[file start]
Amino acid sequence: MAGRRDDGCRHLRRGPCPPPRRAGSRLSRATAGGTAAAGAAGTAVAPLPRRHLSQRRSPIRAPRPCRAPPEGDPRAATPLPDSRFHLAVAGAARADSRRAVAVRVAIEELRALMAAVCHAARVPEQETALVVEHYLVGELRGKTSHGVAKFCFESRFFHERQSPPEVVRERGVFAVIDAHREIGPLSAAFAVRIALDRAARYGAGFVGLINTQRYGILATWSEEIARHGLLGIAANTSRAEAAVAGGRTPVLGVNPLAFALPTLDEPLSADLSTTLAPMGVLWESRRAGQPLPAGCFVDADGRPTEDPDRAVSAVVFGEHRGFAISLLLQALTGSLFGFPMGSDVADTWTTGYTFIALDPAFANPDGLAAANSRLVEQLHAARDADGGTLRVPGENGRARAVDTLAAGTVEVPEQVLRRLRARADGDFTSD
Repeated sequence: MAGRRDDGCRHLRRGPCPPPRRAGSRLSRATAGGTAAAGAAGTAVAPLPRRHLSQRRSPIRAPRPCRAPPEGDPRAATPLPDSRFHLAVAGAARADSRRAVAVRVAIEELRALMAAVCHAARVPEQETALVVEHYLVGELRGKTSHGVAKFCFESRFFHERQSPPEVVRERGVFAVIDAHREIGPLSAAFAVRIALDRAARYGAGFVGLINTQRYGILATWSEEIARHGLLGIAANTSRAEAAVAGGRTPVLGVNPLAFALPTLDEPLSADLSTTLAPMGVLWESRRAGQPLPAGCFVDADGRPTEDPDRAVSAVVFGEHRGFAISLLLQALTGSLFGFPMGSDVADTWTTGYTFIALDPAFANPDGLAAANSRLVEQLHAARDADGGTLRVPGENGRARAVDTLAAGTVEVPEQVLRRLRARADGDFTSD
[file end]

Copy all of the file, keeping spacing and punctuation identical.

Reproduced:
Amino acid sequence: MAGRRDDGCRHLRRGPCPPPRRAGSRLSRATAGGTAAAGAAGTAVAPLPRRHLSQRRSPIRAPRPCRAPPEGDPRAATPLPDSRFHLAVAGAARADSRRAVAVRVAIEELRALMAAVCHAARVPEQETALVVEHYLVGELRGKTSHGVAKFCFESRFFHERQSPPEVVRERGVFAVIDAHREIGPLSAAFAVRIALDRAARYGAGFVGLINTQRYGILATWSEEIARHGLLGIAANTSRAEAAVAGGRTPVLGVNPLAFALPTLDEPLSADLSTTLAPMGVLWESRRAGQPLPAGCFVDADGRPTEDPDRAVSAVVFGEHRGFAISLLLQALTGSLFGFPMGSDVADTWTTGYTFIALDPAFANPDGLAAANSRLVEQLHAARDADGGTLRVPGENGRARAVDTLAAGTVEVPEQVLRRLRARADGDFTSD
Repeated sequence: MAGRRDDGCRHLRRGPCPPPRRAGSRLSRATAGGTAAAGAAGTAVAPLPRRHLSQRRSPIRAPRPCRAPPEGDPRAATPLPDSRFHLAVAGAARADSRRAVAVRVAIEELRALMAAVCHAARVPEQETALVVEHYLVGELRGKTSHGVAKFCFESRFFHERQSPPEVVRERGVFAVIDAHREIGPLSAAFAVRIALDRAARYGAGFVGLINTQRYGILATWSEEIARHGLLGIAANTSRAEAAVAGGRTPVLGVNPLAFALPTLDEPLSADLSTTLAPMGVLWESRRAGQPLPAGCFVDADGRPTEDPDRAVSAVVFGEHRGFAISLLLQALTGSLFGFPMGSDVADTWTTGYTFIALDPAFANPDGLAAANSRLVEQLHAARDADGGTLRVPGENGRARAVDTLAAGTVEVPEQVLRRLRARADGDFTSD